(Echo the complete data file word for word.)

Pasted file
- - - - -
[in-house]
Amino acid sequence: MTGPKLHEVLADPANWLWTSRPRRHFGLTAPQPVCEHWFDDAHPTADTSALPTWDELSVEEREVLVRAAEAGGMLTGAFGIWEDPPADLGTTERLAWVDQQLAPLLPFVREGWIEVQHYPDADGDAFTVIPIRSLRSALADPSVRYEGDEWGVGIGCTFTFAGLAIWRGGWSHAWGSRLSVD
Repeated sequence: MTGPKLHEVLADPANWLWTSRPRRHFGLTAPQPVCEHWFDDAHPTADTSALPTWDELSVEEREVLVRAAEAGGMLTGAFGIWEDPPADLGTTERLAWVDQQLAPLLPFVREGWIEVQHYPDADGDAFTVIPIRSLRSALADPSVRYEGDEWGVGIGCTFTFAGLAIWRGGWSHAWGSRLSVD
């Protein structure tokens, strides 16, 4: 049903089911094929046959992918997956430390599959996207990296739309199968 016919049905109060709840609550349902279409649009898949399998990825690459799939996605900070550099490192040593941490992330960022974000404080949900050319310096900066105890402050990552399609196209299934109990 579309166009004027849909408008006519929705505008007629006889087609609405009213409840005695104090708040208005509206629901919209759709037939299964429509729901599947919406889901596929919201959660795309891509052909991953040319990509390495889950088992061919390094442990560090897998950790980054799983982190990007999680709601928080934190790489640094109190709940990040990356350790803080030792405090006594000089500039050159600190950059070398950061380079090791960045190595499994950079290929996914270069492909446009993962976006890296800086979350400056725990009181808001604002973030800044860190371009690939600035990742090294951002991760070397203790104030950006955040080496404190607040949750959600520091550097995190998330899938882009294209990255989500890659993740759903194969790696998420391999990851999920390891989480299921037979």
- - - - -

[in-house]
Amino acid sequence: MTGPKLHEVLADPANWLWTSRPRRHFGLTAPQPVCEHWFDDAHPTADTSALPTWDELSVEEREVLVRAAEAGGMLTGAFGIWEDPPADLGTTERLAWVDQQLAPLLPFVREGWIEVQHYPDADGDAFTVIPIRSLRSALADPSVRYEGDEWGVGIGCTFTFAGLAIWRGGWSHAWGSRLSVD
Repeated sequence: MTGPKLHEVLADPANWLWTSRPRRHFGLTAPQPVCEHWFDDAHPTADTSALPTWDELSVEEREVLVRAAEAGGMLTGAFGIWEDPPADLGTTERLAWVDQQLAPLLPFVREGWIEVQHYPDADGDAFTVIPIRSLRSALADPSVRYEGDEWGVGIGCTFTFAGLAIWRGGWSHAWGSRLSVD
């Protein structure tokens, strides 16, 4: 049903089911094929046959992918997956430390599959996207990296739309199968 016919049905109060709840609550349902279409649009898949399998990825690459799939996605900070550099490192040593941490992330960022974000404080949900050319310096900066105890402050990552399609196209299934109990 579309166009004027849909408008006519929705505008007629006889087609609405009213409840005695104090708040208005509206629901919209759709037939299964429509729901599947919406889901596929919201959660795309891509052909991953040319990509390495889950088992061919390094442990560090897998950790980054799983982190990007999680709601928080934190790489640094109190709940990040990356350790803080030792405090006594000089500039050159600190950059070398950061380079090791960045190595499994950079290929996914270069492909446009993962976006890296800086979350400056725990009181808001604002973030800044860190371009690939600035990742090294951002991760070397203790104030950006955040080496404190607040949750959600520091550097995190998330899938882009294209990255989500890659993740759903194969790696998420391999990851999920390891989480299921037979």